Today I have Chynna Laird here today to tell us a little about how she got started writing. Chynna has written several books, and is currently on tour for her latest: White Elephants.
When I was younger, I absolutely loved to read. My uncle was a Distributor for Golden Books so I was fortunate enough to have shelves filled with books. I loved being taken into exciting new worlds, feeling the pages between my fingers and books have that undeniable smell. (You avid readers out there know what I mean, right?) I think what I loved the most is the feeling of being taken away from the chaos that surrounded me just for a little while. I guess you could say that reading saved me quite often throughout my childhood. And as I got older, I became inspired to create that wonderful feeling for others, especially for other kids like me who were searching for a safe way to escape for just a little while.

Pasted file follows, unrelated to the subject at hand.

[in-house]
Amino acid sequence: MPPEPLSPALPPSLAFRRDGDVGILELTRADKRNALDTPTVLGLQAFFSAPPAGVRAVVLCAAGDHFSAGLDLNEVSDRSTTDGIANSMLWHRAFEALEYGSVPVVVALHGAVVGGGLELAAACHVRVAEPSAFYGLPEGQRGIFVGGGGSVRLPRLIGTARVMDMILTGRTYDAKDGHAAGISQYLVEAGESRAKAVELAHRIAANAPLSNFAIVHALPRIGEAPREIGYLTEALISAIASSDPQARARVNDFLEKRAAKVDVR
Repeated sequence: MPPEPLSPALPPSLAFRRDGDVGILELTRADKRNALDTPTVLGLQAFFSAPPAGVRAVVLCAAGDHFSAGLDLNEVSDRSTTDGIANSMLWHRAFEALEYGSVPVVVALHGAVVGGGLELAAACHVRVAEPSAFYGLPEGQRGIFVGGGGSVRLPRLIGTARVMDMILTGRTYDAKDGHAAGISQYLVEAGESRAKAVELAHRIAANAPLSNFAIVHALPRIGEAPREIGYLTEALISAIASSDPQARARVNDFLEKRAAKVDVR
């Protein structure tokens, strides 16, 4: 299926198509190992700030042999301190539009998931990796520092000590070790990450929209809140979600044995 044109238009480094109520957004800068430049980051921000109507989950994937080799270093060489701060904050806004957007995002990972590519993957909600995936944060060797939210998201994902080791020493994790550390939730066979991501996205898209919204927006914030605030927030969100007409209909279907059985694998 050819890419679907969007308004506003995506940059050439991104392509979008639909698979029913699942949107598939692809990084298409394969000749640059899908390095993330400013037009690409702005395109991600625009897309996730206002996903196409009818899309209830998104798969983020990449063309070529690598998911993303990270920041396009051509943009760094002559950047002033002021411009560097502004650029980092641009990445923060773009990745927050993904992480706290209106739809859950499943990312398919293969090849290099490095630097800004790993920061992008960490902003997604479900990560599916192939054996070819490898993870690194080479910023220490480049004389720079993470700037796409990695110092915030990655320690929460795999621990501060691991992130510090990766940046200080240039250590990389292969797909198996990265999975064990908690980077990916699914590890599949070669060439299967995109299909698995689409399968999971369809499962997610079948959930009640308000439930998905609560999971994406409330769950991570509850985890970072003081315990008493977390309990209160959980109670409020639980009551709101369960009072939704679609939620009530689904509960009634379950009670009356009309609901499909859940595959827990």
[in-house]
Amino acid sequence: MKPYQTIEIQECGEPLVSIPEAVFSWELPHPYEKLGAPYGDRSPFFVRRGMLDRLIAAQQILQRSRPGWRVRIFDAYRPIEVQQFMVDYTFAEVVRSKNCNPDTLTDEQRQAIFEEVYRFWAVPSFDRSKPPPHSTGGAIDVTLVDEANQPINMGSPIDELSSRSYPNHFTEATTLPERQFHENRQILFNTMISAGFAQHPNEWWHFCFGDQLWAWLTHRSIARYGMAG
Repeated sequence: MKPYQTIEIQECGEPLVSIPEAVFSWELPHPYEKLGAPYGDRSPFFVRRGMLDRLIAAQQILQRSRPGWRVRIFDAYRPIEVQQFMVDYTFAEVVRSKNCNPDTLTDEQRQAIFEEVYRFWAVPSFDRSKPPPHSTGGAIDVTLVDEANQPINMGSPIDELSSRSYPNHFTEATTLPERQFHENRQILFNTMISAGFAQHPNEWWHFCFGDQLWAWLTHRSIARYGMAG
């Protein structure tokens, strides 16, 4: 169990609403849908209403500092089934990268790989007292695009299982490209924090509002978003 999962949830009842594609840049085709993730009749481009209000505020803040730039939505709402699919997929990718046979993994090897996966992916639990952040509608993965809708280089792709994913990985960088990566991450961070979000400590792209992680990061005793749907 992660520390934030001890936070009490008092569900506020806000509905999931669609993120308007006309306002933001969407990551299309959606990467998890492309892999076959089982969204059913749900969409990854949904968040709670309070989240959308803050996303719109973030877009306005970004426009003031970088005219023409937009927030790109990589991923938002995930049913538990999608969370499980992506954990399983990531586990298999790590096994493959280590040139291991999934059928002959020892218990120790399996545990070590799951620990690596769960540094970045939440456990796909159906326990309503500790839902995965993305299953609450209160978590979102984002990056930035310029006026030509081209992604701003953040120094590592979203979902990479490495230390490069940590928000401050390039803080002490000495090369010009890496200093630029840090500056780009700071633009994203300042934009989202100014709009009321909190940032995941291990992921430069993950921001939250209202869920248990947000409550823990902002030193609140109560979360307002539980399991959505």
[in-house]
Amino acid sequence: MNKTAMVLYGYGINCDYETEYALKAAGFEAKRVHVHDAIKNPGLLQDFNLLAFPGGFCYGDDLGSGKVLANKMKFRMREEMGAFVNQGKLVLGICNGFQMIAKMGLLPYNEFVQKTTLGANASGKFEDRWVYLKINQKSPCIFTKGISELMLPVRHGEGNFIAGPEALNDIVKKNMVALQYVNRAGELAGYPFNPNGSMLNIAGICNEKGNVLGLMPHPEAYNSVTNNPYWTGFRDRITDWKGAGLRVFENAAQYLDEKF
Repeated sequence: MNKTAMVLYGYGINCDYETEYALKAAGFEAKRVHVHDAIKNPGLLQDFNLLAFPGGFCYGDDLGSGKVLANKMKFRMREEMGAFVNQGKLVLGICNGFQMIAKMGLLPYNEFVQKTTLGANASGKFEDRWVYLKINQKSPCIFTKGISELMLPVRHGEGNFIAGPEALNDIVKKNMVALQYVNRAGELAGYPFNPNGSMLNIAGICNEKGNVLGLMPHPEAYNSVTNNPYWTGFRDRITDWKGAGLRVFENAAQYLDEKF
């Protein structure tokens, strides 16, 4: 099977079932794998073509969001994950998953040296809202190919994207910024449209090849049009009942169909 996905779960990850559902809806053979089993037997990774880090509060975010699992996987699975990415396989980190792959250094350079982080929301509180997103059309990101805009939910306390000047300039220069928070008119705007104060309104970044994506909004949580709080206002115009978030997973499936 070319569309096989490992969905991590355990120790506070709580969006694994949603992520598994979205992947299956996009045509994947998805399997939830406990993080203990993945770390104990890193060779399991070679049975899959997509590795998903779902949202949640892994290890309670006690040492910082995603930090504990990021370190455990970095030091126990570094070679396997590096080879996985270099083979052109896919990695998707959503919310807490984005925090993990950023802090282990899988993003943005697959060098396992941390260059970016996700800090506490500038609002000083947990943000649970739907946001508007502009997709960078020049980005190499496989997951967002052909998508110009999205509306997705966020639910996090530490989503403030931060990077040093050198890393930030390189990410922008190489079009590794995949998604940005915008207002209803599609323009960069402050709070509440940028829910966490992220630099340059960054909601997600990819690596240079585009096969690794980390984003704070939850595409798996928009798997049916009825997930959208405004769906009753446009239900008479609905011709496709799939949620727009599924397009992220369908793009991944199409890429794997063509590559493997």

I started writing in journals. I can’t even count how many books I filled up back then. Journaling is beneficial for so many different reasons. For me it gave me a positive way to channel my emotions, a ‘safe’ place to talk about things that had happened to me as well and was the stepping-stone in learning how to tell personal essays in a way that not only packed a powerful emotional punch but in a palatable way that some readers wouldn’t feel uncomfortable.
In Grade Four, we had a publisher come to our class to teach us about the world of writing, creating and publishing books. After the short session, the publisher actually helped us publish our own short story books! We got to create a character, form a story around it, brainstormed on a cover then had the opportunity to have our books ‘published’. Okay. So we wrote the stories on printer paper, the covers were actually laminated poster board and our books were ‘published’ in the school library but for me, it sparked a love for the entire process I’d loved only as a reader until then.